That did not happen. And, according to Jim Trogdon, chief operating officer for the North Carolina Department of Transportation, the earliest that the record of decision (ROD) might be issued is the end of November.
Even that might be overly optimistic, but Trogdon says that DOT still expects to open the bidding for contracts next February and that the design-build bridge project should be completed by 2014.
“I’m disappointed that it seem to be taking so long – again,” Beth Midgett, chairwoman of the Dare County Citizens Committee to Replace the Bridge Now, said yesterday about the latest timeline on the ROD. The state’s effort to replace the 46-year-old bridge has dragged on for the better part of two decades with stops and starts, controversies, and changes in plans.
Originally, the bridge was to be replaced by a new 2.7 mile bridge over Oregon Inlet. That plan was shelved until the late 1990s and then revived.
Next came concerns about the condition of Highway 12, which is frequently overwashed in storms. In 1999, a plan took shape to build a 17-mile bridge that would bypass Pea Island and come onto the Hatteras in Rodanthe. The long bridge was also controversial and eventually deemed too costly, though it was favored by environmentalists and some islanders.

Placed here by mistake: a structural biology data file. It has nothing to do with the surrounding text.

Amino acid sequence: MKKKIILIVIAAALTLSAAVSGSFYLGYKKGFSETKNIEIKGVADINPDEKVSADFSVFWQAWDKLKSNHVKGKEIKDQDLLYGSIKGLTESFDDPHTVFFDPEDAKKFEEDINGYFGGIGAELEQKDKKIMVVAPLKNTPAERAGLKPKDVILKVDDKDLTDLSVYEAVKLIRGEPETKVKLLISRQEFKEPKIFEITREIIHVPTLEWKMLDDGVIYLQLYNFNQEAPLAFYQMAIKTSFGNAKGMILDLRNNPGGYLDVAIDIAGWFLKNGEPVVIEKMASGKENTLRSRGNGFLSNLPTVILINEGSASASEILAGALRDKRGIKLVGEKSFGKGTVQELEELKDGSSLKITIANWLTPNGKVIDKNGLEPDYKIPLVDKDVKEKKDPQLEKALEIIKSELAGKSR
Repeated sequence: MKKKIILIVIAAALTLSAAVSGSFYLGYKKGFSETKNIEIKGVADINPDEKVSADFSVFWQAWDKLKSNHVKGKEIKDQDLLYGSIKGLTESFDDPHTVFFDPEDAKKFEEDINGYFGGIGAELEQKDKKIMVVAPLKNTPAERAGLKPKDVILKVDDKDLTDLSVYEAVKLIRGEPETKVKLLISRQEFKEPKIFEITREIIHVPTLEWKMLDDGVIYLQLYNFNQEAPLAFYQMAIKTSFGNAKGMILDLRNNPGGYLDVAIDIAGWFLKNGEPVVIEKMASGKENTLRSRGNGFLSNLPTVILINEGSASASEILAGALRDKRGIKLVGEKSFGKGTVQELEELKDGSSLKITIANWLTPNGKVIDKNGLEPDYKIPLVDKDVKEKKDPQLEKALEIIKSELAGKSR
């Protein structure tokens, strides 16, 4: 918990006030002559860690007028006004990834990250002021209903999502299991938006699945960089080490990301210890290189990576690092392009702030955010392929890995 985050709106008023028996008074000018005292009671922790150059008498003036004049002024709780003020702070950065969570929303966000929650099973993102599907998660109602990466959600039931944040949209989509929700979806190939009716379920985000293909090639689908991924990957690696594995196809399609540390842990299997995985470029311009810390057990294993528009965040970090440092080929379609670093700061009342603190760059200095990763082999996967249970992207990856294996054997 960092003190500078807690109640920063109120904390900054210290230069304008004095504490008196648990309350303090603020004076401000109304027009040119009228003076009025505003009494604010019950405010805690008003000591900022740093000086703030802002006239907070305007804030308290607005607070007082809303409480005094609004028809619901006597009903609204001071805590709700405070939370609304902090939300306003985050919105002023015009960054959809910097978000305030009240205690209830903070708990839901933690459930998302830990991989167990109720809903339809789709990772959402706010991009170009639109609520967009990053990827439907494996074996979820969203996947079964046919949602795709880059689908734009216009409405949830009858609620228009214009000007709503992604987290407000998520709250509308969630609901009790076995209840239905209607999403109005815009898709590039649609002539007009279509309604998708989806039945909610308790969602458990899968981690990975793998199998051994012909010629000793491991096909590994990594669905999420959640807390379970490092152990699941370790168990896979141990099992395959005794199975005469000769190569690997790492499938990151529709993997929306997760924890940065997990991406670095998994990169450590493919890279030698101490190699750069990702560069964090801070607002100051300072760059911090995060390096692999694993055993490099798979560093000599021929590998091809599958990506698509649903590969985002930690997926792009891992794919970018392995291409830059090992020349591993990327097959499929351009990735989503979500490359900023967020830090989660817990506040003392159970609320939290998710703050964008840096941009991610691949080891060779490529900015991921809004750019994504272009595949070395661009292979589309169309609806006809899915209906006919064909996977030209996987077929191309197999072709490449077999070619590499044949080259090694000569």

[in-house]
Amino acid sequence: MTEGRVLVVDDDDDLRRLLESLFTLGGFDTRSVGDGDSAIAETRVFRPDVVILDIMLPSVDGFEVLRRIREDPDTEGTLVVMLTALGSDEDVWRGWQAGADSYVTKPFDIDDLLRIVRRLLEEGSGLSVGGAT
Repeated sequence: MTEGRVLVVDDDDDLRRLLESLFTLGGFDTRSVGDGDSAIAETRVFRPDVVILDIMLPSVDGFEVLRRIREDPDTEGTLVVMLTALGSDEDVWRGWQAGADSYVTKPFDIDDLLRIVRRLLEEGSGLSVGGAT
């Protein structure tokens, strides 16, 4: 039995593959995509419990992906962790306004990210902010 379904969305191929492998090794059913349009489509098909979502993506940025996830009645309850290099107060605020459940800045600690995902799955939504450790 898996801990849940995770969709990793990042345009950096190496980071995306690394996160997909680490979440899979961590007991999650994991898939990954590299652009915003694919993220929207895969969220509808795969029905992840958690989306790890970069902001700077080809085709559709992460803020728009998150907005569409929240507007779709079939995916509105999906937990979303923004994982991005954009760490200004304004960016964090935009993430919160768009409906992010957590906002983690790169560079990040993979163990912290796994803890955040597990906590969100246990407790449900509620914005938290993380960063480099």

In 2007, DOT decided to build the short bridge with a "phased approach" that would build a 2.7-mile bridge over the inlet first, followed in stages by a series of small bridges on Highway 12 to Rodanthe. Last year, DOT decided to replace the phased approach with the "Road North/Bridge South" option. This plan replaces the bridge parallel to the existing span and places the road from the south part of the refuge to the north end of Rodanthe on a bridge.
As options have come and gone and controversies raged around each new decision by DOT, Hatteras islanders have just wanted a new bridge.
A North Carolina Department of Transportation bridge inspection report from June, 2006, rated the condition of the existing bridge as "poor." It was rated 2 out of 100. A later report by consultants also rated the condition of the bridge as “poor” but said that was an indication that it was reaching the end of its useful life and that it was still safe for the traveling public.
Trogdon said that the Federal Highway Administration has signed off the DOT Road North/Bridge South plan and it has been sent to public agencies for a Section 4(f) evaluation, which gives the public agencies involved, such as the National Park Service and U.S. Fish and Wildlife Service, an opportunity to evaluate the effect of the plan on public lands.
The agencies have 45 days to comment, Trogdon said, and the comment period will end about mid-November. Then DOT and the Federal Highway Administration must go through all of the comments and address any concerns.
“I don’t see anything to preclude contracts going out in February,” he said.
However, no one can blame local officials and islanders for being just a bit cynical.